Polycythemia occurs when bone marrow is manufacturing too many red blood cells, thereby increasing the volume percentage of red blood cells in the blood. It can also be caused by a low plasma count in relation to blood cells, causing an imbalance. These excess cells, in turn, thicken the blood, which slows down the overall blood flow leading to more serious issues, such as blood clots. Polycythemia is essentially the opposite of anemia, which is when there are too few blood cells being produced.
Neonatal is a term used to describe babies within the first 28 days of life. Neonatal polycythemia is diagnosed when a baby’s blood is composed of more than 65% red blood cells. This is a common problem with newborns, but that number is expected to decrease within a few hours if everything is normal.
Some babies who are at a higher risk include those who are born small for their gestational age, babies who are post-term, infants of mothers with diabetes, twin-to-twin blood transfer in utero, low oxygen levels in fetal blood, and babies born with chromosomal abnormalities.
It can be hard to diagnose this condition when babies are first born, because, aside from a high blood viscosity, babies might be asymptomatic before showing any metabolic changes due to this disorder. Samples should be taken from a largely free-flowing blood vessel in order to get an accurate hematocrit result. Signs that blood is affected include poor blood flow returning to a site after pressure is applied (peripheral perfusion), and blood having a ruddy, dusky appearance. There are also other clinical symptoms that include lethargy, irritability, tremors, seizures, lack of interest in feeding, hypoglycemia, rapid breathing (tachypnea), and bluish/grayish skin coloration (cyanosis).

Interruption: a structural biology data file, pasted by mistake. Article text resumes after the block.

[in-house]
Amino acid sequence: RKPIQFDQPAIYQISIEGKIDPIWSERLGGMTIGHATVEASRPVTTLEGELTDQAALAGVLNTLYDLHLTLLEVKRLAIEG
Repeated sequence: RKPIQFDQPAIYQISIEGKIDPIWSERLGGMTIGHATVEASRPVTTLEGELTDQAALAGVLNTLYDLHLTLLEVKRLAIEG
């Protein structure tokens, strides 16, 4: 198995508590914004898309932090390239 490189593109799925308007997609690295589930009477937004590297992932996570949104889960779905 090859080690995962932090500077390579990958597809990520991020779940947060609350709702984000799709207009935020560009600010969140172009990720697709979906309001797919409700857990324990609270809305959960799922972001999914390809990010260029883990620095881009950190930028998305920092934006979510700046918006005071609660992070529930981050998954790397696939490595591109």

There are several other conditions that share similar symptoms with neonatal polycythemia, which is why it is vital to rule them out before attempting any course of treatment. Some conditions that are similar include hypoglycemia, neological dysfunction, renal failure, or respiratory issues. Once a firm diagnosis is confirmed, there is a recommended course of action.
Not all babies require treatment, but if there are signs of metabolic distress, the first priority is to lower the hematocrit by performing a partial exchange transfusion (PET). Either a saline solution may be used or a 5% protein solution. Saline is the preferred material because it won’t risk infection and has a better price point. It is strongly advised to avoid fresh frozen plasma because studies have shown a correlation between its use and necrotizing enterocolitis.